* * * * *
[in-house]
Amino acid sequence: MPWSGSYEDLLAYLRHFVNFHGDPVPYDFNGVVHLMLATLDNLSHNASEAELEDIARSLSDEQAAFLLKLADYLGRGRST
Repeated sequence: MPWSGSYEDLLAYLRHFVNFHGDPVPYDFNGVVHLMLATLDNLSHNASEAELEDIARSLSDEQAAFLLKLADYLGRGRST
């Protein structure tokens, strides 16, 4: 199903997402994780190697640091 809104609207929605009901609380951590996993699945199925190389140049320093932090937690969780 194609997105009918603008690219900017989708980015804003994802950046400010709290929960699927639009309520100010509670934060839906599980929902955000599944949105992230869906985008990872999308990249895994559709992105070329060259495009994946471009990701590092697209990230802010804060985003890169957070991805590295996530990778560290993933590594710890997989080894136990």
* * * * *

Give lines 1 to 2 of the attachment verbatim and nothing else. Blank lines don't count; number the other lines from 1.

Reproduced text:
[in-house]
Amino acid sequence: MPWSGSYEDLLAYLRHFVNFHGDPVPYDFNGVVHLMLATLDNLSHNASEAELEDIARSLSDEQAAFLLKLADYLGRGRST